I don't know a way to use SQL-DMO to calculate the number of rows in a data file. But all you need to do is count the number of lines in a file; if you know how many lines are in the file, you know how many rows you're trying to import. If you're using SQL-DMO, you're probably coding in Visual Basic (VB), and VB provides many ways to count the number of lines in a file. I'm not a VB guru and this isn't a VB column, so I won't explore those techniques here.
However, you can use xp_cmdshell from a T-SQL batch to count the number of lines in a file. Say you have a file called C:\temp\howbigami.txt that contains three lines. If you apply the script that Listing 1 shows, you get the following result set:
---------- C:\TEMP\HOWBIGAMI.TXT: 3
The script in Listing 1 uses the Windows Find command to count the number of lines in a file that contain the string nothingcontainsthisstring. You need to pick a string that the file can't contain so that the number of lines the Find command returns is the total number of lines in the file. Place the result set of the Find command in a local temporary table, then parse the result set to obtain the number of lines in the file. This solution isn't pretty, but it works. And you might discover that a creative use of xp_cmdshell will come in handy for you one day.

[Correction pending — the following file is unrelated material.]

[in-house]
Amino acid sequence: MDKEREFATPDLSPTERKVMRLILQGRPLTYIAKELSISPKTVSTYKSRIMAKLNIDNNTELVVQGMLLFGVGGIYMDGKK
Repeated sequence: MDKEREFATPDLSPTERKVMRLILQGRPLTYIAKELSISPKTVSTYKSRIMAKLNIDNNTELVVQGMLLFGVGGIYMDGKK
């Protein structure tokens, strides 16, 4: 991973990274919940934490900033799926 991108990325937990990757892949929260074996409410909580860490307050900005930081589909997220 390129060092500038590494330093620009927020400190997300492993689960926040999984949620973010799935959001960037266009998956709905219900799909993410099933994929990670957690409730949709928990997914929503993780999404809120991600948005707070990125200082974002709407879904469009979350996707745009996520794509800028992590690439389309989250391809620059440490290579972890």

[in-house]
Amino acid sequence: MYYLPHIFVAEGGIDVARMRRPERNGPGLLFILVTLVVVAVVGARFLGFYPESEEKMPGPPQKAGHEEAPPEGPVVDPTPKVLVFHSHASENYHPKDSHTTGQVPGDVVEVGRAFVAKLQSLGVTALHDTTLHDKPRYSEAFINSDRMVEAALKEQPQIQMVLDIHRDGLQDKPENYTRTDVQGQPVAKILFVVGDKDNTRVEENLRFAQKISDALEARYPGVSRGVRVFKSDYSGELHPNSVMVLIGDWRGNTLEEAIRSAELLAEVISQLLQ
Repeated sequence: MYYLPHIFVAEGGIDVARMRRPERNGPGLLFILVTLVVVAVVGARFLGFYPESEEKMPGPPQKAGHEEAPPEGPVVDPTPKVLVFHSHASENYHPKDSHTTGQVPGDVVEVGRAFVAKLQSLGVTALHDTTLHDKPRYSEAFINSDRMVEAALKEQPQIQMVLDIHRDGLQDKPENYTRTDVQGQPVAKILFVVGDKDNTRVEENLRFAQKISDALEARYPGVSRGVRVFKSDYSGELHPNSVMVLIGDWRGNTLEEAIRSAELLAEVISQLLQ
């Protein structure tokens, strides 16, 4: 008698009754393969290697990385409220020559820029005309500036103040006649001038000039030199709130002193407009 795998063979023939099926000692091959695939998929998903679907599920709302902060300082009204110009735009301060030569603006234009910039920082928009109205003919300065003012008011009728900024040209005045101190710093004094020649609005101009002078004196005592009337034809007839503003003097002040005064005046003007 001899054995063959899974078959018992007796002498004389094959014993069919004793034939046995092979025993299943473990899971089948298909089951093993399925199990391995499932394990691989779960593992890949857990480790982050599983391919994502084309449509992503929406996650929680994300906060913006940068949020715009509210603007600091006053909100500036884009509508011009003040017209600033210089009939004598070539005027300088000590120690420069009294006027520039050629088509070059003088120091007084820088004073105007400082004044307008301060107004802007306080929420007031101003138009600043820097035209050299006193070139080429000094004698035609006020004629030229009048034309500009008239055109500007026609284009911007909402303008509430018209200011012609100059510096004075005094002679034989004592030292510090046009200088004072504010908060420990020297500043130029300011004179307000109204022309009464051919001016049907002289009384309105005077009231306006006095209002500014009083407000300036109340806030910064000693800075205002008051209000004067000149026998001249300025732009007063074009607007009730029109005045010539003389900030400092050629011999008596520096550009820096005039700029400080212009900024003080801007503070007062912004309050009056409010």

Of course, there's always more than one way to skin a cat, and SQL Server Magazine contributing editor Itzik Ben-Gan has suggested a more elegant solution. You can also achieve the result you want by using a linked server that uses the Microsoft Jet OLE DB Provider to access a text file. The code in Listing 2 shows how to configure a linked sever to point to a text file and issue queries against it.